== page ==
In partnership with Inprint and Brazos Bookstore, Catastrophic Theatre will give a staged reading of Donald Barthelme’s novel Snow White this Wednesday, November 9th at 7:00 pm. The performance will take place at Brazos Bookstore, and is free and open to the public. Join us if you can, and stay tuned—this is only a preview of the complete adaptation set to run next year!
The full production will open in early April to honor Donald Barthelme, who played a key role in establishing Houston as a vital center for the literary arts. Inprint Executive Director Rich Levy recalled the piece as read by the Alley Theatre actors, which he described as “brilliant and funny and irreverent [..].” He felt a full adaptation would be an ideal way to bring the author’s fans together, and “Luckily,” he told us, “Katharine Barthelme [Barthelme’s daughter] and Greg Dean (of Catastrophic) were equally thrilled!”
Dean directs the staged reading (and will stay on for the full production), and was kind enough to answer some questions about the play.
CHARLOTTE WYATT: Barthelme began adapting Snow White for the stage, but didn’t finish. Did he discuss why this novel, and why a play? How did you finish adapting the script?
GREG DEAN: If he did, I have not been able to locate that discussion. What I do know is that he began working on it in 1974, at the urging of Wynd Handman of the American Place Theatre, and that a staged reading was done on June 10, 1976. After that, as far as I can tell, Barthelme put it away in a drawer. A version of the script was published in 1992, at the end of The Teachings of Don. B. In 1996, the Alley Theatre performed a staged reading of the play.
There are a handful of notes scribbled in the margins of the manuscript, but they’re not extensive. I’ve returned to the novel, again and again, whenever I needed help.
CHARLOTTE: What, if any, accommodations will you make to speak more directly to contemporary theater-goers?
GREG: I am most excited by the advances in stagecraft that have occurred since Barthelme adapted the book in 1974, and [that] will allow us to build a production that replicates, as much as possible, the experience of reading the book.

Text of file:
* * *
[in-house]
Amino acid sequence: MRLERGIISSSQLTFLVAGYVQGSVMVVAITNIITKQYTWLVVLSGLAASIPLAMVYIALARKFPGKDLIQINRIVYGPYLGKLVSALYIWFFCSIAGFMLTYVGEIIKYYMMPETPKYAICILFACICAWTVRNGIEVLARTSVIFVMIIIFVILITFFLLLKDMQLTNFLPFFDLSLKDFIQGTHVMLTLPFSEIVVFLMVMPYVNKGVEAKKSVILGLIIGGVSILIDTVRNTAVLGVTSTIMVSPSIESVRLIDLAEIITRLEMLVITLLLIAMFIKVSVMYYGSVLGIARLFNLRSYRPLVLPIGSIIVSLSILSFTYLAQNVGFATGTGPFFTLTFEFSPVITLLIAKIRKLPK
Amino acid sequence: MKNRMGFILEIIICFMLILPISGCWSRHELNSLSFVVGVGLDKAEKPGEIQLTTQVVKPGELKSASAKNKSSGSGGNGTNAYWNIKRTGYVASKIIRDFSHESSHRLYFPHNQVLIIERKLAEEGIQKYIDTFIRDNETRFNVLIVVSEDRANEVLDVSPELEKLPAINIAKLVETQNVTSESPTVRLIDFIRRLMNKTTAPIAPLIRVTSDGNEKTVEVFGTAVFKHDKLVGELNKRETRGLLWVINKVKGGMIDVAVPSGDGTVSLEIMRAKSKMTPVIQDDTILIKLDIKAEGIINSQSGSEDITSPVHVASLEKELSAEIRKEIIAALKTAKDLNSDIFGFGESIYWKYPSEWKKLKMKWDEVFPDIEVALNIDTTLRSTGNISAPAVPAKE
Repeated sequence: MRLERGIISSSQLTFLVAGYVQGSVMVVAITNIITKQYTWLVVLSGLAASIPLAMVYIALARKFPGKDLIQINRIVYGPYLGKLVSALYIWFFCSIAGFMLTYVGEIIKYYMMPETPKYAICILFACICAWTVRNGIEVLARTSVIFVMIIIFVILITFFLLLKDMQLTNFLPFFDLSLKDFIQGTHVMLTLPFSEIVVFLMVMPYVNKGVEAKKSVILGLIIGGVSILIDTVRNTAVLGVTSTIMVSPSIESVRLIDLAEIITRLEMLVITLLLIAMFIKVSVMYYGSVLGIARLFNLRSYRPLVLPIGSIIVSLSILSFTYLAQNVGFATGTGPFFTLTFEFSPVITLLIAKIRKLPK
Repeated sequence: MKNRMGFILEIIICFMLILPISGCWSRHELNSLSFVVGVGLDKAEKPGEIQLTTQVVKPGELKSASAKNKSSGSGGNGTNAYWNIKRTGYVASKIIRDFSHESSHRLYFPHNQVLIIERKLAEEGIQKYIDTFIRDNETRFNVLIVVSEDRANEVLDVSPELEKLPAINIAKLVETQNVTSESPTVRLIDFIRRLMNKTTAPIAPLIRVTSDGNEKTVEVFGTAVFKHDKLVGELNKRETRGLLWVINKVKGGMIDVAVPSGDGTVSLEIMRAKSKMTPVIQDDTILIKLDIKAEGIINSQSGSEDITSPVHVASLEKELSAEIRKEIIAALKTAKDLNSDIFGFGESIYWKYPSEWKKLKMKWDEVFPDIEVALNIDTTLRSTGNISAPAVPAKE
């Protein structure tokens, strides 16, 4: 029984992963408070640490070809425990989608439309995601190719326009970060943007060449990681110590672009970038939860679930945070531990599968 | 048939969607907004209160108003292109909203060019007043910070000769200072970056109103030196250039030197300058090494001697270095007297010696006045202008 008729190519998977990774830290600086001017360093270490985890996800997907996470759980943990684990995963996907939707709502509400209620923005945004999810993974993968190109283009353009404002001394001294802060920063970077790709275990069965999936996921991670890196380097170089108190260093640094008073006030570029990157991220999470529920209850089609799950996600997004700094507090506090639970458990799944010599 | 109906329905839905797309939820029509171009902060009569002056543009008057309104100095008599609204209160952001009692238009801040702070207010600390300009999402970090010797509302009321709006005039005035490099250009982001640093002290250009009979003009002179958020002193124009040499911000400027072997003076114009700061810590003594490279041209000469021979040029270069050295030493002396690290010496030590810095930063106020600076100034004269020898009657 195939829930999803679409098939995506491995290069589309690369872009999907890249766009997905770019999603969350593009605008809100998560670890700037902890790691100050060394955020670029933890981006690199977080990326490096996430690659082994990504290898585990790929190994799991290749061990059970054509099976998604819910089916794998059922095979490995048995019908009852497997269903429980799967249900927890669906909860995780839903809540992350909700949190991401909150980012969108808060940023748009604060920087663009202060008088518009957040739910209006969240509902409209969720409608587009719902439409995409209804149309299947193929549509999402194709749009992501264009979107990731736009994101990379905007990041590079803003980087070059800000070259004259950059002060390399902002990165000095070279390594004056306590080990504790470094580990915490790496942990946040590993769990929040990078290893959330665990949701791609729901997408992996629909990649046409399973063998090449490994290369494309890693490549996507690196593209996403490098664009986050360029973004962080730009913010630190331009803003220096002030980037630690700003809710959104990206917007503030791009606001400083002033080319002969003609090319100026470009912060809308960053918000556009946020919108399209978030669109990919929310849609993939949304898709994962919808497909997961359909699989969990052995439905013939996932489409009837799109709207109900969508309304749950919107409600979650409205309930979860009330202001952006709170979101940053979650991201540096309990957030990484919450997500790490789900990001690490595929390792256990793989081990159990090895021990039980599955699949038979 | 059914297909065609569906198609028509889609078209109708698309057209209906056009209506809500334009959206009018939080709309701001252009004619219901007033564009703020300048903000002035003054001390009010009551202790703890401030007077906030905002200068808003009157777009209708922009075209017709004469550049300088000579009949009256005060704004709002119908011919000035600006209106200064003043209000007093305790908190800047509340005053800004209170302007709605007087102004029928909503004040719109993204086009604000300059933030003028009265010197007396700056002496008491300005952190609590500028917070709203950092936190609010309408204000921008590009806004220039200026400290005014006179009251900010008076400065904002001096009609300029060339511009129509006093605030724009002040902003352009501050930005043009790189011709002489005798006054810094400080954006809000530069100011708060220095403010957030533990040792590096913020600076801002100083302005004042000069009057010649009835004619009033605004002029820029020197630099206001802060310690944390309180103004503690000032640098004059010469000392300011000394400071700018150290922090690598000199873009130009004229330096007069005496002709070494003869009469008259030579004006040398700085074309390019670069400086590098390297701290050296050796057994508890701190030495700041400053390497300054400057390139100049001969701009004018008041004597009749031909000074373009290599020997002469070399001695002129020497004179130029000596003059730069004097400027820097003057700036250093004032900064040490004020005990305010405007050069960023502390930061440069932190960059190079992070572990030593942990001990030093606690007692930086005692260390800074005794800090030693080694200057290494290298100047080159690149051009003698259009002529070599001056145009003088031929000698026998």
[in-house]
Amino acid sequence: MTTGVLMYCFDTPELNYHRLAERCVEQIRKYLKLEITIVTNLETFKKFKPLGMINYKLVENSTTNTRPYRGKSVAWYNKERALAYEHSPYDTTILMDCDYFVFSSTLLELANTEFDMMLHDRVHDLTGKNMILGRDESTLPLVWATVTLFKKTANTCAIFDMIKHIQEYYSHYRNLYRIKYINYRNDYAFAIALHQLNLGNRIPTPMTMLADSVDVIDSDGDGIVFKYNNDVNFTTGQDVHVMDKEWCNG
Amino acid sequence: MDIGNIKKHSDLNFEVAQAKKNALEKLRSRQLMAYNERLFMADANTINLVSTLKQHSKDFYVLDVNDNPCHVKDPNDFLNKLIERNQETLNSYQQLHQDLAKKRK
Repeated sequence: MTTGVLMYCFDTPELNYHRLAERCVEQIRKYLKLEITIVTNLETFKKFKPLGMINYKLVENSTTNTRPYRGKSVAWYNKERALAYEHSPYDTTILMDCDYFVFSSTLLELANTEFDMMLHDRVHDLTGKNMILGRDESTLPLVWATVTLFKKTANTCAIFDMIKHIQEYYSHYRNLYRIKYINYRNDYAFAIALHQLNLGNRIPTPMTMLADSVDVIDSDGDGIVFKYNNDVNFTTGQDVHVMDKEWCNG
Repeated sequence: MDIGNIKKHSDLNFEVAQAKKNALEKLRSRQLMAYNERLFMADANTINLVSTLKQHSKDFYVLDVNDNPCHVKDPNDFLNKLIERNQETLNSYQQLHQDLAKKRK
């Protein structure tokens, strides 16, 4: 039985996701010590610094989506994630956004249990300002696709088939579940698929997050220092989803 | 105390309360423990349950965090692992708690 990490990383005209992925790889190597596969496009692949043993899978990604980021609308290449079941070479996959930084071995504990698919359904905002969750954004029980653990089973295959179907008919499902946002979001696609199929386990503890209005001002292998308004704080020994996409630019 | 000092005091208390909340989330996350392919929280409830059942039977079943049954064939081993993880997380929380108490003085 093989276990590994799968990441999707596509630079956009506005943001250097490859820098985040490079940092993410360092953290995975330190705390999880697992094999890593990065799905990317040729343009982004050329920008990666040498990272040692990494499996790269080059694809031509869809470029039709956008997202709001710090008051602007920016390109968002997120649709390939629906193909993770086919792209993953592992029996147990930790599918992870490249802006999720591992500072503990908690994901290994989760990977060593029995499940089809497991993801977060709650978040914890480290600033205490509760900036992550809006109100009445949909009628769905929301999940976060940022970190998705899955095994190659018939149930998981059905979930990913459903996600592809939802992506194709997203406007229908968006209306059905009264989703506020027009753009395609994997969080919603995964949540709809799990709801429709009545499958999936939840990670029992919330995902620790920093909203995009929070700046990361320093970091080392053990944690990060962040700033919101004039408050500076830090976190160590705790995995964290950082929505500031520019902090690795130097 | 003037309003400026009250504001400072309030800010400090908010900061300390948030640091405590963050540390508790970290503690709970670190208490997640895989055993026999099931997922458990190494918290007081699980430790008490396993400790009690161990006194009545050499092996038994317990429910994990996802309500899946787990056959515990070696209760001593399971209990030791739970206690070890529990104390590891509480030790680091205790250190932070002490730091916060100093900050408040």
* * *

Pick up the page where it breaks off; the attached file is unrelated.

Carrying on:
CHARLOTTE: How does the piece reflect Barthelme’s style?
GREG: […] I’ve used only Barthelme’s own words, from the play and from the novel. No cheating, no fudging, even when I saw an easy way out. So, it’s all his style. In the play, many sections of the novel that were written in the voice of a “de-centered communal we” have been assigned to a specific character. I’ve reintroduced a narrator to get back that feeling of a floating, unspecified consciousness telling parts of the story. That’s a return to the novel.
CHARLOTTE: How does it differ from his later work?
GREG: I’d say the biggest difference is that there are more fireworks. More “fun with a capital f.” But there are sections in Snow White that would not be out of place in Paradise or The King or one of the late stories, and these are the sections that contain the emotional core of the piece, as I see it. They’re the parts that made me want to work on it in the first place.
CHARLOTTE: What about the piece do you think will resonate most directly with contemporary audiences?
GREG: I’d guess that the jokes will land first and hardest. After that, the love story, because love is timeless and universal. Or, as Barthelme wrote in “Rebecca,” a short story from Amateurs:
The story ends. It was written for several reasons. Nine of them are secrets. The tenth is that one should never cease considering human love, which remains as grisly and golden as ever, no matter what is tattooed upon the warm, tympanic page.
Dean and his cast will stick around after the reading on Wednesday to take questions from the audience. We hope to see you there!